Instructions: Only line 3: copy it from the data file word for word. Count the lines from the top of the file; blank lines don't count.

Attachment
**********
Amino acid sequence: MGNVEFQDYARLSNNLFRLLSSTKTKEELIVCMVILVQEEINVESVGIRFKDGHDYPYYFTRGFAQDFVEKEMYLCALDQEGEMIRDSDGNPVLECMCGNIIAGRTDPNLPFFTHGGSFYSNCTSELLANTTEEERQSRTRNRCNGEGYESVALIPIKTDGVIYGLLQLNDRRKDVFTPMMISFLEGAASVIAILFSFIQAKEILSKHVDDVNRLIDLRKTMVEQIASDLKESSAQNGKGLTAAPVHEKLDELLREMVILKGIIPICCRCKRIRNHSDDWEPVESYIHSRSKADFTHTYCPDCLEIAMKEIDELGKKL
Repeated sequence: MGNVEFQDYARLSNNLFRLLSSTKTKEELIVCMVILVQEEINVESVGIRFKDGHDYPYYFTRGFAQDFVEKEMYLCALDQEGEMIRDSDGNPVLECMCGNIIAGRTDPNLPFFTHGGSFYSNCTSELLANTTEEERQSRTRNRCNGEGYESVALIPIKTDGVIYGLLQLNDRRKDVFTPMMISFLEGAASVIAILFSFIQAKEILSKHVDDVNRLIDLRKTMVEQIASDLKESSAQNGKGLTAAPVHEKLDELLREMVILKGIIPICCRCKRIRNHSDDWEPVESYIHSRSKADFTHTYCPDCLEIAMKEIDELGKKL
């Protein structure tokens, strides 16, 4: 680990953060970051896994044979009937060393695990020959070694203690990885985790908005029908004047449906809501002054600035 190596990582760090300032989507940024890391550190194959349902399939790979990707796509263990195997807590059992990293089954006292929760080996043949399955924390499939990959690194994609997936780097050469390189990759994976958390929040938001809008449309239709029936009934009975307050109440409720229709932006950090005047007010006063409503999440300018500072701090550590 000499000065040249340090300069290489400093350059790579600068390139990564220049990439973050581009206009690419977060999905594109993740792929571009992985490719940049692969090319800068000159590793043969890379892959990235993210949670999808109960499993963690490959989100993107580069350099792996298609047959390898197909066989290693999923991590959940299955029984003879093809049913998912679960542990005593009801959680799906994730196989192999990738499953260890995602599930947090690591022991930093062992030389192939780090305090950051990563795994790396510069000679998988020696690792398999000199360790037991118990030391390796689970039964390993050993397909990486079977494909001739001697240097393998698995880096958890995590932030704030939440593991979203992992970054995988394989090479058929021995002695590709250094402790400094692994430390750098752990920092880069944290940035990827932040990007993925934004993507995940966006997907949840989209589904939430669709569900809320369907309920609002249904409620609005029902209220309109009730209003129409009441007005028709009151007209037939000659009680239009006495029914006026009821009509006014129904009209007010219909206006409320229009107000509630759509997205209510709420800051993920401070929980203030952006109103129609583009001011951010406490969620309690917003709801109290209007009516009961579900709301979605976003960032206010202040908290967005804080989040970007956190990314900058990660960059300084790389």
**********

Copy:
């Protein structure tokens, strides 16, 4: 680990953060970051896994044979009937060393695990020959070694203690990885985790908005029908004047449906809501002054600035 190596990582760090300032989507940024890391550190194959349902399939790979990707796509263990195997807590059992990293089954006292929760080996043949399955924390499939990959690194994609997936780097050469390189990759994976958390929040938001809008449309239709029936009934009975307050109440409720229709932006950090005047007010006063409503999440300018500072701090550590 000499000065040249340090300069290489400093350059790579600068390139990564220049990439973050581009206009690419977060999905594109993740792929571009992985490719940049692969090319800068000159590793043969890379892959990235993210949670999808109960499993963690490959989100993107580069350099792996298609047959390898197909066989290693999923991590959940299955029984003879093809049913998912679960542990005593009801959680799906994730196989192999990738499953260890995602599930947090690591022991930093062992030389192939780090305090950051990563795994790396510069000679998988020696690792398999000199360790037991118990030391390796689970039964390993050993397909990486079977494909001739001697240097393998698995880096958890995590932030704030939440593991979203992992970054995988394989090479058929021995002695590709250094402790400094692994430390750098752990920092880069944290940035990827932040990007993925934004993507995940966006997907949840989209589904939430669709569900809320369907309920609002249904409620609005029902209220309109009730209003129409009441007005028709009151007209037939000659009680239009006495029914006026009821009509006014129904009209007010219909206006409320229009107000509630759509997205209510709420800051993920401070929980203030952006109103129609583009001011951010406490969620309690917003709801109290209007009516009961579900709301979605976003960032206010202040908290967005804080989040970007956190990314900058990660960059300084790389």